Do you hear the words I bolded above?  Be careful, do not forget, teach, remember, learn to revere, teach, acknowledge, take to heart, keep.  Why?  So that it may go well with you and your children.  The exhortation here in Deuteronomy is an acknowledgment of the darkness, the rebellion, inherited confusion of the people.  But the exhortation does not, does not say “You are unable to change, and must only cry out for forgiveness and God will forgive.”  The writer of Deuteronomy does not settle for that lesser, sad perspective that Martin Luther proclaimed as gospel.  No, the writer(s) choose to call the people out of their inherited habits into a new way of inherited habits that are intended, generation by generation, to bear witness in thought, word, and deed to a different way of being in the world.  The  Israelites are to live this way “so that it may go well with you and your children” in way that calls all who observe back to what they were created for.

So, the Scriptures talk about created identity (1).  The Scriptures talk about choices to deny and twist that identity (2).  The Scriptures show the generational quality of those choices (2a), where people become darker, become filled with wickedness, become envious.  And the Scriptures show a God who continually calls people out of that darkness(3), to embody practices and habits that lead them back into the light (3a), to become filled with goodness, to become self-giving, to choose to kneel before God to listen and obey.

So, geneticists and the Scriptural community agree; we are who we are most significantly because of a pattern of living that we have inherited from our ancestors from our present parents all the way back into primordial history.  What we desire is “borrowed” from those who shape us.  In other words, there isn’t a single thing we desire on our own.  What is most natural to me is that way because of the culture surrounding me.  And if I discover that what has seemed to be natural (violence and sexuality are two central things that come to mind) is in fact unnatural, I must commit myself and my children (and if my children follow, their children and children’s children) to the pursuit of what is natural.  Along the way, we affirm that some of those desires will not feel natural until multiple generations have pursued the life given by the authority of God.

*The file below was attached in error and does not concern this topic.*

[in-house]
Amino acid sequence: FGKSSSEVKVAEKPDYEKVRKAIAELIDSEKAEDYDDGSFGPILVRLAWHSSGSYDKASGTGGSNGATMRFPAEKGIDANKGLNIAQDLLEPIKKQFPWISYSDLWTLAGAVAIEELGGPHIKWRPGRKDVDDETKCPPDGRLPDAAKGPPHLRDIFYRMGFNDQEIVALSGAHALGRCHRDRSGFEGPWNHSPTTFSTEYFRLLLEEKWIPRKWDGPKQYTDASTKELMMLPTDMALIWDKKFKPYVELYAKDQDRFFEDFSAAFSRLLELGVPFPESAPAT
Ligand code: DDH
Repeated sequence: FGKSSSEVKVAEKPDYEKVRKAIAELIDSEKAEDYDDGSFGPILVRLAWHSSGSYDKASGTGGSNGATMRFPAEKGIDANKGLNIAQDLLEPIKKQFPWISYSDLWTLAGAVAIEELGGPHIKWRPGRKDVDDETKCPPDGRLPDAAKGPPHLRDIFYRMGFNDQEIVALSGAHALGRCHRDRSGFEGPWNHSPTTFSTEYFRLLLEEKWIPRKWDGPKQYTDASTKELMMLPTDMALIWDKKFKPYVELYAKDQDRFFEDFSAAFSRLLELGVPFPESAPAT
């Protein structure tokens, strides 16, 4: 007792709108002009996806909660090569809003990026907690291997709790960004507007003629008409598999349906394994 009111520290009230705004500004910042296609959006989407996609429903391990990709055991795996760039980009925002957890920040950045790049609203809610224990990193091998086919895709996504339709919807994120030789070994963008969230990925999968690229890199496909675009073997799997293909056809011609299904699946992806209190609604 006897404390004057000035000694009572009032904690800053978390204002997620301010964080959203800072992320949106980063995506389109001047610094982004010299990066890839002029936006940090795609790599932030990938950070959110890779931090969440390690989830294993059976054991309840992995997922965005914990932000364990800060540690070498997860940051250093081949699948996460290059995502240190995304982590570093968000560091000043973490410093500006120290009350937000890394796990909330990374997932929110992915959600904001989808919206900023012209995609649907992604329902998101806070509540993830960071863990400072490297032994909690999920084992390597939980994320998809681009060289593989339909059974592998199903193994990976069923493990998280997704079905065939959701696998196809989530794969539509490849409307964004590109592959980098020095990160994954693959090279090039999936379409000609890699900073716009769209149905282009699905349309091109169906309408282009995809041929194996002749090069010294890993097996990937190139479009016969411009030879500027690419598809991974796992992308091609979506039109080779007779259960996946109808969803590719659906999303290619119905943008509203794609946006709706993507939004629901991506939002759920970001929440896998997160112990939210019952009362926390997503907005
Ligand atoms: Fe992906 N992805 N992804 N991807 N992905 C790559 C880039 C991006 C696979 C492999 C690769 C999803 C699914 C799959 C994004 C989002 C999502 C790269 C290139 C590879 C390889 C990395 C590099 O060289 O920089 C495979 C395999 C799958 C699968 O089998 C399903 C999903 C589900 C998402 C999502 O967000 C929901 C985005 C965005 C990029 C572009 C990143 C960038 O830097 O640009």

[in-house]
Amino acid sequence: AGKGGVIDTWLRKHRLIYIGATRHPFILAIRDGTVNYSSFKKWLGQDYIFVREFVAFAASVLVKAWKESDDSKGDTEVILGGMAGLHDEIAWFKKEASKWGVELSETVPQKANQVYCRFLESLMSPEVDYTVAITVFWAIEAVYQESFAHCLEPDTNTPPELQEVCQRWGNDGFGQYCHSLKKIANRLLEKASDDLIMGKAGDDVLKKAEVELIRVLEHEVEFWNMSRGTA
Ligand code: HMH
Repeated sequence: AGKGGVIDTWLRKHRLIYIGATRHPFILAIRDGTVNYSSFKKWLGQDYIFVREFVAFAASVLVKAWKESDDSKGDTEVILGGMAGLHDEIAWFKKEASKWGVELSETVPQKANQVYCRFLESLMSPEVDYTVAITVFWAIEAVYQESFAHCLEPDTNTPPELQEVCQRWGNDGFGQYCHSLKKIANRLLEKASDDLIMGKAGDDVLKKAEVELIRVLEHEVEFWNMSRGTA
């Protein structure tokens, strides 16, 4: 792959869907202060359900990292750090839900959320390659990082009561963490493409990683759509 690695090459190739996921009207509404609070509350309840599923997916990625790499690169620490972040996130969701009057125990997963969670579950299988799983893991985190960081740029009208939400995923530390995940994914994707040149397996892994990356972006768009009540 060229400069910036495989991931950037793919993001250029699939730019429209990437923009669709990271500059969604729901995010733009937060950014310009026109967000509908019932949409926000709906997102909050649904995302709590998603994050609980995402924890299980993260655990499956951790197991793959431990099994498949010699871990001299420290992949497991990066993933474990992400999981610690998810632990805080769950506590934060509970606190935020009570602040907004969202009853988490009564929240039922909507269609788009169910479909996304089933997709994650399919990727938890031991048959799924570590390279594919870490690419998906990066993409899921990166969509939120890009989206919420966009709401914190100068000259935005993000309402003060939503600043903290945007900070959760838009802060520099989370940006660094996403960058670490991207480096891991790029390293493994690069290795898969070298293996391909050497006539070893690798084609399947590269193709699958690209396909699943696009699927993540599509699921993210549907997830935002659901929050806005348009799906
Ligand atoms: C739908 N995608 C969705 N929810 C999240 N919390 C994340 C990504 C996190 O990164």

All of the extended thoughts above have been a prolonged riff in support of the same theme I stated above:  our children (and our cats) don’t know what is good and right to do and be by themselves.  Our children need boundaries, they need the strong word of their mentors and parents, and they need further reminders beyond words from time to time that shock them out of their complacency and worldview to consider another (i.e. spanking, and other essential tools).  The more I think on this subject as we steadily march toward parenthood, the more the need to have a solid commitment to all of what I have said above is revealed.  However the intricacies of parenting work out (because every child is, in important ways, unique), I must remember, I must remember, I must remember to “Acknowledge and take to heart this day that the LORD is God in heaven above and on the earth below. There is no other. Keep his decrees and commands, which I am giving you today, so that it may go well with you and your children after you and that you may live long in the land the LORD your God gives you for all time.”

Teacher, author, and theologian Stanley Hauerwas understands the importance of tradition, habit, and strong communal remembering in a powerful way.  It shows up over and over again in his thoughts.  A story of Stan’s interactions with a couple seems most fitting to conclude,